Gambling obsessed all levels of French society during the Enlightenment. Louis XIV held appartements du roi given over to gambling three times a week at Versailles, the queen hosted a nightly game, and courtiers scheduled additional occasions for play. Hosts so frequently acted as bankers for games to entertain their guests that satirists, chroniclers, and moralists complained that compulsive gambling had destroyed other forms of social entertainment. In Paris ten authorized maisons de jeux operated games involving some degree of skill (jeux de commerce) but essentially they served as fronts for more lucrative chance-driven games (jeux de hasard). Gambling also took place at the two great Paris fairs during almost four months of the year, all year long at foreign embassies, and eventually at gambling houses at the Hotel de Gesvres and later at the Hotel de Soissons. In addition to these legal venues, the large number of clandestine Parisian gaming rooms, lighted by tripots, made one visitor comment that "flaming pots set Paris ablaze," and gambling was by no means restricted to Paris. (2) The "Age des Lumieres" was lighted by gambling.
Although official prohibitions referred to both religious and sociological dangers from gambling, within the context of the period, risking large sums at play became an analogy for risking one's life in battle. Having the courage to risk and winning or losing with equal equanimity demonstrated indifference to material gain and thus served as a means of displaying hereditary status. When the marquis de Dangeau (?--1720), a recently ennobled Huguenot, won several fortunes at court through his skillful play, he was not accused of cheating but of applying his vaunted study of probabilities in the service of venal gain. Dangeau's consistent success not only signaled the end of the aristocratic posture of superiority to money, it affirmed the primacy of mathematical probability and sanctified bourgeois economic expertise) Areas of life that previously appeared to escape deterministic laws had been tamed by mathematical analysis. Thus, those skilled in the science of probability could master events that previously seemed to lie beyond conscious direction.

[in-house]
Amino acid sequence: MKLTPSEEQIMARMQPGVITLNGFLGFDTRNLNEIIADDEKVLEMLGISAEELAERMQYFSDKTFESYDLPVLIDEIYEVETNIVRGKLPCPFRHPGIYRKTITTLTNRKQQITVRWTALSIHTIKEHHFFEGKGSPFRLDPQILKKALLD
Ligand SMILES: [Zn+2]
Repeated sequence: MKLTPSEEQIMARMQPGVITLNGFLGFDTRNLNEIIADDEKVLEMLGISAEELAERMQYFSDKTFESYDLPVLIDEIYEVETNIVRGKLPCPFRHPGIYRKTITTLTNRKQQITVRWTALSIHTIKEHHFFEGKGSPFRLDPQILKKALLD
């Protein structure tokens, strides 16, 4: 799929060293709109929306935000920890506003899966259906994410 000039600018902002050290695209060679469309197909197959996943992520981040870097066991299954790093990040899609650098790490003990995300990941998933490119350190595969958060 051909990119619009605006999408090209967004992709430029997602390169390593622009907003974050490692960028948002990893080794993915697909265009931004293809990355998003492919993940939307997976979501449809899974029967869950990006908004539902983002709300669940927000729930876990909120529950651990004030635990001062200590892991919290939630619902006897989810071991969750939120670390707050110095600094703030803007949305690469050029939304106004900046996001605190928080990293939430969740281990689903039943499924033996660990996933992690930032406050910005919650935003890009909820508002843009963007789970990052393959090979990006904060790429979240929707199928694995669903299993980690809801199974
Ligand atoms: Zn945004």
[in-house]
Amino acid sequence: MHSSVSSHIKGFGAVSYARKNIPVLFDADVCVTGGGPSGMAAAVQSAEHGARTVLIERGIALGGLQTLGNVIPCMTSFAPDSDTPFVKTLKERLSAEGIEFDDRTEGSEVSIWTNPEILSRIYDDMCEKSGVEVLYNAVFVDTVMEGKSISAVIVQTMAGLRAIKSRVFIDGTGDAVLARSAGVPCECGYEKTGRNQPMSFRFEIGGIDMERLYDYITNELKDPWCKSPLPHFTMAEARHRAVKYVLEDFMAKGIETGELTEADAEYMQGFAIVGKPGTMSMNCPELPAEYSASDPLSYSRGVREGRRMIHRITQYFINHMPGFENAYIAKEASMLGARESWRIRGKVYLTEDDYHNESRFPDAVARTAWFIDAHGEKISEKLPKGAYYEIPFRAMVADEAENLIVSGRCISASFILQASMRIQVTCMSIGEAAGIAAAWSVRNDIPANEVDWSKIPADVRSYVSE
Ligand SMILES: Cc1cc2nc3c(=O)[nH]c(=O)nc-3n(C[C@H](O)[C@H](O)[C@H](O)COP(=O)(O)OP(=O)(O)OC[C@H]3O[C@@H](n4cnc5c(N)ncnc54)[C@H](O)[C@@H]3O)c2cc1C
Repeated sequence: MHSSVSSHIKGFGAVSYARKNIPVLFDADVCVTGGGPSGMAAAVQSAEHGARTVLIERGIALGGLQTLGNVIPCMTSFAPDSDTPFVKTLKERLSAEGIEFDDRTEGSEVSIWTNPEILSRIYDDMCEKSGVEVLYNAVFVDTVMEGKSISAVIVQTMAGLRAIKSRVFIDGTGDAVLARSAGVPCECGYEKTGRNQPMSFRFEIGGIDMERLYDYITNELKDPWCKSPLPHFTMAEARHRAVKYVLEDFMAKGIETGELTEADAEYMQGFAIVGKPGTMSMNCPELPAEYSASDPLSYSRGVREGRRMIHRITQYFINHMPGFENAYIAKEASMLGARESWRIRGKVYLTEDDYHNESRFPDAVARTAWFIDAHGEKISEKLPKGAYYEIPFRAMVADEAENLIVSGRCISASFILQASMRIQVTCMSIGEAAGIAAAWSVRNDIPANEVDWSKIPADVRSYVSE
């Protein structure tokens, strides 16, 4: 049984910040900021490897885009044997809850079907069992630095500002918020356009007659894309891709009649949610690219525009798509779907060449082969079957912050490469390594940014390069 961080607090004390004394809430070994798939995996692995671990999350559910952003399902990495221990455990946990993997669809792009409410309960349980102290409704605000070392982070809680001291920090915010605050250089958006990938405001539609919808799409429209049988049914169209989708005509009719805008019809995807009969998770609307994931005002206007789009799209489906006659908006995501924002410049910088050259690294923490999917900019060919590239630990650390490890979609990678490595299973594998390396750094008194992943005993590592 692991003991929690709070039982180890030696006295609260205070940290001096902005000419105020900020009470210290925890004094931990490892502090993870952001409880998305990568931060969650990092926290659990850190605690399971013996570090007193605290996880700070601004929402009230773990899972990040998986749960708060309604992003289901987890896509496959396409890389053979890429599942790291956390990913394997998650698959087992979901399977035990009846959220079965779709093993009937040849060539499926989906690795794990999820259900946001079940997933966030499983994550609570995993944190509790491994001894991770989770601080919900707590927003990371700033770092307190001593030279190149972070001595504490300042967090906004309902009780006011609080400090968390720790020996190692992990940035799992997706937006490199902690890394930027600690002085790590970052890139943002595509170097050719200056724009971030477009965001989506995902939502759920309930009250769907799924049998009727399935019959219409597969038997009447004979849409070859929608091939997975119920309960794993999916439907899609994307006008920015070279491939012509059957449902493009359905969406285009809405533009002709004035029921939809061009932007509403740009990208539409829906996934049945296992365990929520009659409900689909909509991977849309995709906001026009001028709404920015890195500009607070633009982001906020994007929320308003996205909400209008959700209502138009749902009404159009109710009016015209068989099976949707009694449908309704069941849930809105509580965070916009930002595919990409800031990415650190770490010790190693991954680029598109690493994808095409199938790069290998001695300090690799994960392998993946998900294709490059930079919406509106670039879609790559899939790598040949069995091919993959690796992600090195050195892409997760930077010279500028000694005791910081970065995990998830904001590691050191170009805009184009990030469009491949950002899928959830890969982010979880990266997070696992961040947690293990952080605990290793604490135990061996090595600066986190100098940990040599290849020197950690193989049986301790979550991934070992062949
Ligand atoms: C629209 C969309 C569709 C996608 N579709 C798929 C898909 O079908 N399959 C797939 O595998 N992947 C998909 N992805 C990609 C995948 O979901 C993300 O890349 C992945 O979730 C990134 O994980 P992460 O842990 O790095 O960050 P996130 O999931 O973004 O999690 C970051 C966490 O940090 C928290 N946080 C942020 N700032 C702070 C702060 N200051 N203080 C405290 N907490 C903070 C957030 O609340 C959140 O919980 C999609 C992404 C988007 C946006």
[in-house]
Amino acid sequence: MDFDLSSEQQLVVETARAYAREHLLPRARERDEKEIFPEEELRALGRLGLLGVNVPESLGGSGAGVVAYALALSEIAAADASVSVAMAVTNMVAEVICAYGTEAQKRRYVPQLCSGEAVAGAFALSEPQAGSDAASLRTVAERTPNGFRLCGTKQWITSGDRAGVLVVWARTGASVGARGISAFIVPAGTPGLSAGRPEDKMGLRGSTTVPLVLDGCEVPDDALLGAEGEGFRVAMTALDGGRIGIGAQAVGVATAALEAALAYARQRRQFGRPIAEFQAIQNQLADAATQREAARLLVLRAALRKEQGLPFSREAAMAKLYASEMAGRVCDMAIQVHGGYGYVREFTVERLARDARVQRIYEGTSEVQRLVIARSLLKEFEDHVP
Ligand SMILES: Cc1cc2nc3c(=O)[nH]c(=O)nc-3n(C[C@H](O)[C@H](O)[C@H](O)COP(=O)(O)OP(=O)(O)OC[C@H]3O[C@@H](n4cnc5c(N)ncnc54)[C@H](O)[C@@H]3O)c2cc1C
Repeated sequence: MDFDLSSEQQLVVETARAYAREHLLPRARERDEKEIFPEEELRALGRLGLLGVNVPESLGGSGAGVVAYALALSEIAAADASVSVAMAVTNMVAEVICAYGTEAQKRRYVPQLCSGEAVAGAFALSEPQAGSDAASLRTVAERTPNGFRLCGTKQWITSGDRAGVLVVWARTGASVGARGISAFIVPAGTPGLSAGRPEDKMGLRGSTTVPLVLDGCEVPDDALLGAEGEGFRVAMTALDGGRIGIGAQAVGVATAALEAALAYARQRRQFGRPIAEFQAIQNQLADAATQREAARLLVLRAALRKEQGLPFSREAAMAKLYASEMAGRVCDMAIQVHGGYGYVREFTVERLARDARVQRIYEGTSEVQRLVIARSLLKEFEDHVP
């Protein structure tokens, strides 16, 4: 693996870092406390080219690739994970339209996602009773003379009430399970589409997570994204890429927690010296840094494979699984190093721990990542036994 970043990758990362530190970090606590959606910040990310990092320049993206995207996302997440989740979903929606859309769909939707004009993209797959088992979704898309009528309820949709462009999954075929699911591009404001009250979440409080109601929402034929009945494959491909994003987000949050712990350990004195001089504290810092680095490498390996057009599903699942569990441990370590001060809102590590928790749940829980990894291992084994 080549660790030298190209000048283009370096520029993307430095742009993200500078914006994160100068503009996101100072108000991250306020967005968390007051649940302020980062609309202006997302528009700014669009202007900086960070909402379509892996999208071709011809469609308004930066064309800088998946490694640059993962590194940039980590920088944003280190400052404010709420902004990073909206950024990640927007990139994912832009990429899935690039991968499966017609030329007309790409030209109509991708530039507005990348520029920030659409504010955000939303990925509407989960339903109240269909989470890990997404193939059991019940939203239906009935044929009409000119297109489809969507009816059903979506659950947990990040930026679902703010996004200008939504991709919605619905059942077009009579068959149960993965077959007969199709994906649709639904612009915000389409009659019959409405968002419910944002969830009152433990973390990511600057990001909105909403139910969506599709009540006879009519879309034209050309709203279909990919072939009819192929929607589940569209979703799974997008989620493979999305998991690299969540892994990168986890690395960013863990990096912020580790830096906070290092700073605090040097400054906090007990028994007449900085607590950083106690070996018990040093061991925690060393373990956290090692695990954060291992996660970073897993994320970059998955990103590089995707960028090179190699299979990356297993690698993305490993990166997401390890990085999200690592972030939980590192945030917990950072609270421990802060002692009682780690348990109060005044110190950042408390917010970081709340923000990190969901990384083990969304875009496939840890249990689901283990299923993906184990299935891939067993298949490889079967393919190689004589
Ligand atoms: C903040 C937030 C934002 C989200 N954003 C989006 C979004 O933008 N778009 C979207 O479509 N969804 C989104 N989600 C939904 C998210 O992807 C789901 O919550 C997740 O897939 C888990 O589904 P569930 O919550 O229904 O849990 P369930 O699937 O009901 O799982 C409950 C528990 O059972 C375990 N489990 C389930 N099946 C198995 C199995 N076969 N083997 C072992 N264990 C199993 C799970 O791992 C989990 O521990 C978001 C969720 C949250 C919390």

This culture of gambling presided over a paradigmatic shift in consciousness that took place during the eighteenth century. Narratives of risk and reward appearing in periodicals and novels featured happy or unhappy outcomes of accidental events. All types of accidental experience began to accrue significance as elements that could form the course of a life. Their increasing importance seemed to require interpretation, and how an individual reacted to an experience appeared to determine the eventual outcome. Thus, awareness of the potentially determinant role of chance or accident was accompanied by a sense that the self could be defined by the way the individual responded to such events.
As the "most accident-prone figure in the Enlightenment," Jean-Jacques Rousseau serves as an exemplary representative of this new aspect of self-definition. (4) His autobiographical writings record his perception that what makes him unique is the sensibility he displays in his response to random events and the power of his imagination to transform them. What is at stake at this transitional moment is a complex interrelation between latent influences from classical tradition, in which the self was defined in terms of immutable rather than accidental qualities, and the fascination with contingency that characterized the shifting social parameters of Enlightenment France. We see these two factors intersect in the life-altering accident Rousseau experienced in the summer of 1749.
He was walking along the road from Paris to Vincennes when he read in his newspaper the notice of a competition for the best response to a question posed by the Academy of Dijon. At that moment of chance reading he experienced an epiphany that has come to be known as his "illumination on the road to Vincennes":
Suddenly a fortunate chance happened to enlighten me about what
I had to do for myself, and to think about my fellows about whom
my heart was ceaselessly in contradiction with my mind, and whom
I still felt myself brought to love along with so many reasons to
hate them. …